Background: There are limited opportunities for surgeons to engage in active learning programs once they achieve Fellowship, especially for non-technical skills such as communication. This study aims to address this gap by evaluating a peer-based coaching program in non-technical skill using video-recorded patient consultations from a routine outpatient clinic.
Methods: Standard outpatient consultations between consultant surgeons and patients were video recorded. The surgeon viewed the videos with a peer-coach (senior surgeon) who helped identify areas of strength and areas for improvement. To test the effect of the coaching session, outpatient consultations were recorded roughly 1 month later. Pre and post-coaching videos were assessed using the Maastricht History-Taking and Advice Scoring – Global Rating List (MAAS), a common tool for evaluating non-technical skills in clinicians.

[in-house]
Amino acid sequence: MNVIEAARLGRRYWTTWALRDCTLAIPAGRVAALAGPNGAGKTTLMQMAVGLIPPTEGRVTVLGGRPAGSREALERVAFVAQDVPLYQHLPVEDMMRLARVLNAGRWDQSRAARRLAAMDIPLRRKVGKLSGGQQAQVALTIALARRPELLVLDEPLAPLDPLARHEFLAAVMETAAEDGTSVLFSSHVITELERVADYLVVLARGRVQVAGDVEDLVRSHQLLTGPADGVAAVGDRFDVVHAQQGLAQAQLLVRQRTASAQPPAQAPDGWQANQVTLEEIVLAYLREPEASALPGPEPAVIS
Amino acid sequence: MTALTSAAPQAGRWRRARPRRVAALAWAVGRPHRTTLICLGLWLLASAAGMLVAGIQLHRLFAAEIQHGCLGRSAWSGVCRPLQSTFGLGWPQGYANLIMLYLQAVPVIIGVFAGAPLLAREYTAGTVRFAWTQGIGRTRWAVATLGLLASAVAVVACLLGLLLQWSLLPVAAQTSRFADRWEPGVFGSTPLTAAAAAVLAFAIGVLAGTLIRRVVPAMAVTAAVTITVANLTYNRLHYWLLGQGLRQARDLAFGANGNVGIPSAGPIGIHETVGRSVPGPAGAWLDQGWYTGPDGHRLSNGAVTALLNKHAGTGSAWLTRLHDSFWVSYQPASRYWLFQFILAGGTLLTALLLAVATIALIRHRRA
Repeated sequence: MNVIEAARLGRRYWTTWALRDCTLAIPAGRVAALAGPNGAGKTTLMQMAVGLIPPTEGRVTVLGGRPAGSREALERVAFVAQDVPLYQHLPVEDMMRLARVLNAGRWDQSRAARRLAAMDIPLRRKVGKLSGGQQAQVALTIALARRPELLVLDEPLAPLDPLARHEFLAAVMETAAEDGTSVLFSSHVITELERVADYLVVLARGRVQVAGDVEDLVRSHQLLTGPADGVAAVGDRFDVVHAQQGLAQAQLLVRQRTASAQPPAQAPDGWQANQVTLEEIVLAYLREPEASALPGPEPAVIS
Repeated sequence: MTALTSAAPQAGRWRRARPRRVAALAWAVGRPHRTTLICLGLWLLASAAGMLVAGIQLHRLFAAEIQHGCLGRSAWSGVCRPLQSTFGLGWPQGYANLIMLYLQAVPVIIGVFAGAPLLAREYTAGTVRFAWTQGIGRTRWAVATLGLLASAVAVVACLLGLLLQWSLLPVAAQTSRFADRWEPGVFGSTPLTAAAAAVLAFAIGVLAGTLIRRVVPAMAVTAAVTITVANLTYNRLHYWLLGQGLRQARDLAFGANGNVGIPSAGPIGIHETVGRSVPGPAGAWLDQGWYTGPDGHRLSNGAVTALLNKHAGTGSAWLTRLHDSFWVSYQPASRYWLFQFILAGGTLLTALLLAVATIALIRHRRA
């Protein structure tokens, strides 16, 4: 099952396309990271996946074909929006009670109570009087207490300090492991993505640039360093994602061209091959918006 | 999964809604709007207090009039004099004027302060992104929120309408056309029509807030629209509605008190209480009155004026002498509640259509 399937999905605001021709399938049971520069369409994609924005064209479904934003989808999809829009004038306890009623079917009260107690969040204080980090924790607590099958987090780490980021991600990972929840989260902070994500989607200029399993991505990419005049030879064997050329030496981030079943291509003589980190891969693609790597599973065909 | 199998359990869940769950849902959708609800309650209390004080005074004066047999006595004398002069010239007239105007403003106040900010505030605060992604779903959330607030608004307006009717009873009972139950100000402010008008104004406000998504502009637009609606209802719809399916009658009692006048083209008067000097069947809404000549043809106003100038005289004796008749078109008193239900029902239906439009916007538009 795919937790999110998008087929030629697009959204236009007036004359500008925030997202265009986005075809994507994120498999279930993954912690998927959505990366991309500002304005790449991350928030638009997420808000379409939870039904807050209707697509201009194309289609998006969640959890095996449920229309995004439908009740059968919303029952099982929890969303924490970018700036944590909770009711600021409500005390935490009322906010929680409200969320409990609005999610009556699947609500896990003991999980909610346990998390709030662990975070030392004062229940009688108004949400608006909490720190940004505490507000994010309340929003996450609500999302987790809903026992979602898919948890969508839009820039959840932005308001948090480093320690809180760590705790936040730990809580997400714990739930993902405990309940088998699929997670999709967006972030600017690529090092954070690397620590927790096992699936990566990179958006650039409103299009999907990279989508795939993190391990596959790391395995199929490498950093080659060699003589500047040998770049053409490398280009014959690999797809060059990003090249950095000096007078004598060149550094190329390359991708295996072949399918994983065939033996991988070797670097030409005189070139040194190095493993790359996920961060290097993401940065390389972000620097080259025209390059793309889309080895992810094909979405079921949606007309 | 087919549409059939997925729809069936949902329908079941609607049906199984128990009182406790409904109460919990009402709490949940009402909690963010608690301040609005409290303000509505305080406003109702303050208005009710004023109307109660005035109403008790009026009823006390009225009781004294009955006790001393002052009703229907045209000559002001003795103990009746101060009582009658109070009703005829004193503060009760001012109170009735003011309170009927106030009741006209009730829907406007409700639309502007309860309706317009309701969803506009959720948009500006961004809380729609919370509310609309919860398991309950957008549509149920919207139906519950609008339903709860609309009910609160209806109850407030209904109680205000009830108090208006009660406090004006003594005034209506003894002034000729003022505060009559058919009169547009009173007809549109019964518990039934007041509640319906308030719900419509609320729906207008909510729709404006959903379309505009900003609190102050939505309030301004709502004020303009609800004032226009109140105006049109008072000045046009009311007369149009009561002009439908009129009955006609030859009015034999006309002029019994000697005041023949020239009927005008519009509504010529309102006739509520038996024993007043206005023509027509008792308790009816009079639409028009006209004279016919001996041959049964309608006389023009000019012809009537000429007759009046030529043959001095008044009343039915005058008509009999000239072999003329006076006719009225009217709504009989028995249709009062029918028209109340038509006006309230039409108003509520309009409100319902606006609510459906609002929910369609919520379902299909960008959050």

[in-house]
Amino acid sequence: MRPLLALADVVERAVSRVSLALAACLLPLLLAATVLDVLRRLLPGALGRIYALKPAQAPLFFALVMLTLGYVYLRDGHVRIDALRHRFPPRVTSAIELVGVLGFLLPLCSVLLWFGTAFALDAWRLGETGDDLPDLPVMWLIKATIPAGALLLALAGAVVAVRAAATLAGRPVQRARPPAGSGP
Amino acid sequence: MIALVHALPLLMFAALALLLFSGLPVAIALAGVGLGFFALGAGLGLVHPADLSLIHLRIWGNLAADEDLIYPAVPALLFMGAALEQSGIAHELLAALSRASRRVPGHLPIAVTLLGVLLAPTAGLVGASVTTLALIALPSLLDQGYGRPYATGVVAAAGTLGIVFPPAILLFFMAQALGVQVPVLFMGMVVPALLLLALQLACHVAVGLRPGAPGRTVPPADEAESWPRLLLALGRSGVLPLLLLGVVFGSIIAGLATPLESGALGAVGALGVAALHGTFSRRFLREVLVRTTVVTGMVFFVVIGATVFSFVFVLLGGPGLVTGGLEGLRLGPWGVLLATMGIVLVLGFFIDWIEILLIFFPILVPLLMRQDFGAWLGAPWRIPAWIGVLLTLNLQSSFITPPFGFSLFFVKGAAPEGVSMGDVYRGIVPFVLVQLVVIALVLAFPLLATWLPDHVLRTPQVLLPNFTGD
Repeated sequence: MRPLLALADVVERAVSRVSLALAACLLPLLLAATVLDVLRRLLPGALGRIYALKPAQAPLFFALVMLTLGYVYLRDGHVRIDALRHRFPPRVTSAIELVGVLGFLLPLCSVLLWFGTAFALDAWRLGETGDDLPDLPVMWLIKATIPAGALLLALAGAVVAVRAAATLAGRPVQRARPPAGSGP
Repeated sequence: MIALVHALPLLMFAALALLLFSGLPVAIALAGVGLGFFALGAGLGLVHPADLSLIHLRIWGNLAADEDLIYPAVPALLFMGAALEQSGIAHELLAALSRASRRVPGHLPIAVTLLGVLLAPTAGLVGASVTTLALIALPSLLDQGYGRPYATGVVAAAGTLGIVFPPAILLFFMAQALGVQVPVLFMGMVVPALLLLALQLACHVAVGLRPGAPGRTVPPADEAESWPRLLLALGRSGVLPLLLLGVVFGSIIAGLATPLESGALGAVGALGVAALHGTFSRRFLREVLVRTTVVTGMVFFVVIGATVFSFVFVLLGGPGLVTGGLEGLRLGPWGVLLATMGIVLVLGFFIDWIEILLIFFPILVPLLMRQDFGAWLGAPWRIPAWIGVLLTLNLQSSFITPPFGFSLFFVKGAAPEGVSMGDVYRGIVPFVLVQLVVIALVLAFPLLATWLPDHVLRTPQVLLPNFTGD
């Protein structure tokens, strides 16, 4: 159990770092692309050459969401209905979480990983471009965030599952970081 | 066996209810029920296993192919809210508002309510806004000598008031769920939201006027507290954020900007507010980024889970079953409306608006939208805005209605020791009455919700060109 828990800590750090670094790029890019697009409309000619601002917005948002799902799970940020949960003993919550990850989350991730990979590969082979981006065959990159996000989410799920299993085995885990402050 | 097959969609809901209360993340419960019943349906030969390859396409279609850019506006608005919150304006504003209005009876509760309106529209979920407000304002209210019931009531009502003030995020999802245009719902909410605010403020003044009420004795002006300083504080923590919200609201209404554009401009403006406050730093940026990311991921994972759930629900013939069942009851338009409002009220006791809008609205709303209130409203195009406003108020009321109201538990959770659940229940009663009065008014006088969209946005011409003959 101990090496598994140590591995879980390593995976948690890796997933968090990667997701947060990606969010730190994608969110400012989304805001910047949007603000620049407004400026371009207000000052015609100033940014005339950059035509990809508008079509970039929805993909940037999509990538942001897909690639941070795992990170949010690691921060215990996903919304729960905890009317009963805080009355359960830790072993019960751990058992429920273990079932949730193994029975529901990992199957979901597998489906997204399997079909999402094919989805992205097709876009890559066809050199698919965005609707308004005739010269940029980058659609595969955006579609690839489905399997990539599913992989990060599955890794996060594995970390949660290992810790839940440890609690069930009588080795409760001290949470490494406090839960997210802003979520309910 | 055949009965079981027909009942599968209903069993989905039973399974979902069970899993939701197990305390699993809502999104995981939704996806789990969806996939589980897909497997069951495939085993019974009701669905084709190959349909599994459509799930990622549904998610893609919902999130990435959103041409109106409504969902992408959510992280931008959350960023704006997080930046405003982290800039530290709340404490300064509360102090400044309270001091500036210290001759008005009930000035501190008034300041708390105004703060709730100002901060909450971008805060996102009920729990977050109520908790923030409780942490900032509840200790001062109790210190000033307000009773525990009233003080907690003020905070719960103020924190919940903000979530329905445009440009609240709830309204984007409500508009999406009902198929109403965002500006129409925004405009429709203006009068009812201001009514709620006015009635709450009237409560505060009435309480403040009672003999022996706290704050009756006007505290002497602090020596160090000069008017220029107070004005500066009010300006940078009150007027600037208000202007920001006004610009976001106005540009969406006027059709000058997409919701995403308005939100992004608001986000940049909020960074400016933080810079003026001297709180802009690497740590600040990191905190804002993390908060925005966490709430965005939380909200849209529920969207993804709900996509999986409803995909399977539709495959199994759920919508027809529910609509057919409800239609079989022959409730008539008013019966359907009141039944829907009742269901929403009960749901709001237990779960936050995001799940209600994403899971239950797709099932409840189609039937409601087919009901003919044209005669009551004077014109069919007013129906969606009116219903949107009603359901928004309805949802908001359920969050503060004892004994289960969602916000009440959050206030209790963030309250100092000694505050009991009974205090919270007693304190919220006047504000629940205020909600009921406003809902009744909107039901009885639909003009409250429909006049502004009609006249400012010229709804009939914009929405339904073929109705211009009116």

Results: A total of 12 surgeons consented to participate. Coaching significantly improved MAAS scores (mean difference = −0.61; 95% CI (−0.88, −0.33); P < 0.0001). Surgeons were generally positive about the experience. All found the method of learning suitable, and most thought the process improved their skills. Most thought that coaching would improve patient outcomes and the majority thought they would participate in ongoing coaching as part of their employment.
Conclusion: This supports the concept of surgical coaching as an effective tool to improve communication skills and the quality of surgical consultation. The next step is to expand beyond a voluntary cohort and link surgical coaching to improved patient outcomes.
|Number of pages||5|
|Journal||ANZ Journal of Surgery|
|Early online date||2 Sept 2022|
|Publication status||Published - Nov 2022|
- non-technical skills
- quality improvement